Goodspeed Family Pier

Goodspeed Pier Hours

The pier is open from late May to mid-October from 6–12 a.m.

(Docking fees may apply.)

Arriving at Alumni Park from Lake Mendota?

Brought to the Lake Mendota shore by the Wisconsin Alumni Association, the Goodspeed Family Pier opened in 2013 to enable boat-access and welcome the community to the UW-Madison campus. Named in honor of Mary Sue Goodspeed Shannon ’81 and her family. the pier features:

  • Dock space for up to 17 watercraft
  • More than 330 linear feet of boardwalk
  • Environmentally sustainable construction
  • Improved water flow for the UW lakeshore

Docking Rates

When meters are present, docking rates are $3 per hour for boat parking, and $1.50 per hour for canoe and kayak parking. Two-hour limit. All proceeds from docking support the Wisconsin Alumni Association and pier operations. Thank you for your support! Watercraft that are not properly attended may be subject to fine or tow.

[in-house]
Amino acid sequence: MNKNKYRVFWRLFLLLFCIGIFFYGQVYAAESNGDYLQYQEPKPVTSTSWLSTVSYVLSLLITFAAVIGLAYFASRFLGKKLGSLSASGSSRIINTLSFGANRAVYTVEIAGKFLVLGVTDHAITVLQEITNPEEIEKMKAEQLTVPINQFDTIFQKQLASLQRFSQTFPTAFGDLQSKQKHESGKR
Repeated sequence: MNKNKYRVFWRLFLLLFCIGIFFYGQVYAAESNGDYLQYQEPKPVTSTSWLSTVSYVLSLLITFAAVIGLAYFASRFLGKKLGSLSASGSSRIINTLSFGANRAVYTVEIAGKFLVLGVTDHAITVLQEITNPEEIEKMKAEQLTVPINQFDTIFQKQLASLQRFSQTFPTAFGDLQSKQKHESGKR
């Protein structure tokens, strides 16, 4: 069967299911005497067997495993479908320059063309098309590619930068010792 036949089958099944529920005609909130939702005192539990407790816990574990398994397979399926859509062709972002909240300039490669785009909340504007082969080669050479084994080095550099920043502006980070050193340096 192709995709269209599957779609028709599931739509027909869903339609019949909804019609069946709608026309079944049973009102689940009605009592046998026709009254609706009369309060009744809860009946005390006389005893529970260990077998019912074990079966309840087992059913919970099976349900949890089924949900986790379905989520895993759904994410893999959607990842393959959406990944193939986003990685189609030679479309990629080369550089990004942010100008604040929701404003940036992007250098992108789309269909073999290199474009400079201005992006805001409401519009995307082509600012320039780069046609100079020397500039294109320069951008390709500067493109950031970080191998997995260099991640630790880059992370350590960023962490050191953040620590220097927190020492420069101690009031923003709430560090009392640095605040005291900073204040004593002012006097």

Safety First

WAA is grateful for all that the UW does to look out for swimmers’ safety. But the Goodspeed Family Pier is designed for motor- and sailboat and paddlecraft access and docking. For the safety of all, no swimming is permitted near the pier.

By The Numbers

2,011 Linear feet of stone salvaged from the previous shoreline for reuse. (Some 461 tons of stone were too damaged.)

787 Linear feet of shoreline that were restored during this project

Facts about the Goodspeed Family Pier

The pier is made of massaranduba wood.

And the accent is on the u: mass-uh-ran-DOO-buh. Known taxonomically as Manilkara bidentata, the massaranduba is a tree native to Central and South America. Its sap is used to make high-quality golf balls, which is neither here nor there, but its reddish wood is extremely hard and dense. (It’s also sometimes called bulletwood.) That means it should hold up for a long time.

Each piling is capped with a cone to deflect ice.

When the lake freezes (as it does every winter), the cones change the direction of the force of the ice to make certain that it doesn’t crush the pilings. That would be bad, as it would make the permanent pier considerably less permanent.